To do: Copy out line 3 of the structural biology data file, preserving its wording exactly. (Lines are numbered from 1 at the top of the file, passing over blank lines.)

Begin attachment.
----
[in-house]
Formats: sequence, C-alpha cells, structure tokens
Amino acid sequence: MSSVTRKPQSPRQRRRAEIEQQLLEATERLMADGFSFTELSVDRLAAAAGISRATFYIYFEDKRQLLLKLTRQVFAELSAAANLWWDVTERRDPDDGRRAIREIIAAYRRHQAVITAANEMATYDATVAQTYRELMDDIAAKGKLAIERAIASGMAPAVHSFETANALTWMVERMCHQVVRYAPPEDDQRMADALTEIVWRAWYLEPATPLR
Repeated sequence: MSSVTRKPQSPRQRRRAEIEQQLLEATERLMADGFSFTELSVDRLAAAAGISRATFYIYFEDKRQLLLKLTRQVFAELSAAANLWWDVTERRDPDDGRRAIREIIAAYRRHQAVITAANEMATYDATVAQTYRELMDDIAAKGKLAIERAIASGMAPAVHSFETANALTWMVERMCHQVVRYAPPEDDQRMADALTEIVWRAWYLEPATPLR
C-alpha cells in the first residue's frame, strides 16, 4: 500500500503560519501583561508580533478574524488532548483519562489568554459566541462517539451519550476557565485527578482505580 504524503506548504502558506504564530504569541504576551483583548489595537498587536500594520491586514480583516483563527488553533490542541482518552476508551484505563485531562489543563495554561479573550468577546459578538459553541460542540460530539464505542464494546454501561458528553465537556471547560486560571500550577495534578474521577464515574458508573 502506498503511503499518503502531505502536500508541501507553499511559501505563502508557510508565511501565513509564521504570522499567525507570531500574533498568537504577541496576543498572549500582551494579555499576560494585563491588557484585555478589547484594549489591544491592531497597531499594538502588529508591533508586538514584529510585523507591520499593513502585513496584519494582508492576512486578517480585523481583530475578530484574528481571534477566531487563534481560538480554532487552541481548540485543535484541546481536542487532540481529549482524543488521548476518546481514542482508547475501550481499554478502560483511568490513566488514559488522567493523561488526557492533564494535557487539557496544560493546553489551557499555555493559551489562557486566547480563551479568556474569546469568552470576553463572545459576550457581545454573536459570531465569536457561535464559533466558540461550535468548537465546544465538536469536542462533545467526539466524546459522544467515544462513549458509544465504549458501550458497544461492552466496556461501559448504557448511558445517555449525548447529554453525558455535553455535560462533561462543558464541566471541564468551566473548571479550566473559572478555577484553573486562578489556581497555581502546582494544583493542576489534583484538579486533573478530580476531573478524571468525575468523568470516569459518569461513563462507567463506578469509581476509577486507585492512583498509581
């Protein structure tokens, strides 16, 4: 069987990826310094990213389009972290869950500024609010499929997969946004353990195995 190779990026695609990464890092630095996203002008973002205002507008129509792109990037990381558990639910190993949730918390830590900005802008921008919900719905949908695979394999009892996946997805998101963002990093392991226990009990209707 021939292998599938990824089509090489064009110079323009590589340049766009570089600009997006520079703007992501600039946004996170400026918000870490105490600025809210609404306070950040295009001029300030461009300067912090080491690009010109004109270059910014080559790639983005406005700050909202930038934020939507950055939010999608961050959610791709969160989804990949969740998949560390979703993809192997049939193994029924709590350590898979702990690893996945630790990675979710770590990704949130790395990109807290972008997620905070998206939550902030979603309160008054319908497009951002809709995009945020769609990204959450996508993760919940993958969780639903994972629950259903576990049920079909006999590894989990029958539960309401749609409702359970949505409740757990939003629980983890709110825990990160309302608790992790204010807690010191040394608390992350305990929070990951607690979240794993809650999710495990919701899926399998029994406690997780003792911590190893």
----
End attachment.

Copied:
Amino acid sequence: MSSVTRKPQSPRQRRRAEIEQQLLEATERLMADGFSFTELSVDRLAAAAGISRATFYIYFEDKRQLLLKLTRQVFAELSAAANLWWDVTERRDPDDGRRAIREIIAAYRRHQAVITAANEMATYDATVAQTYRELMDDIAAKGKLAIERAIASGMAPAVHSFETANALTWMVERMCHQVVRYAPPEDDQRMADALTEIVWRAWYLEPATPLR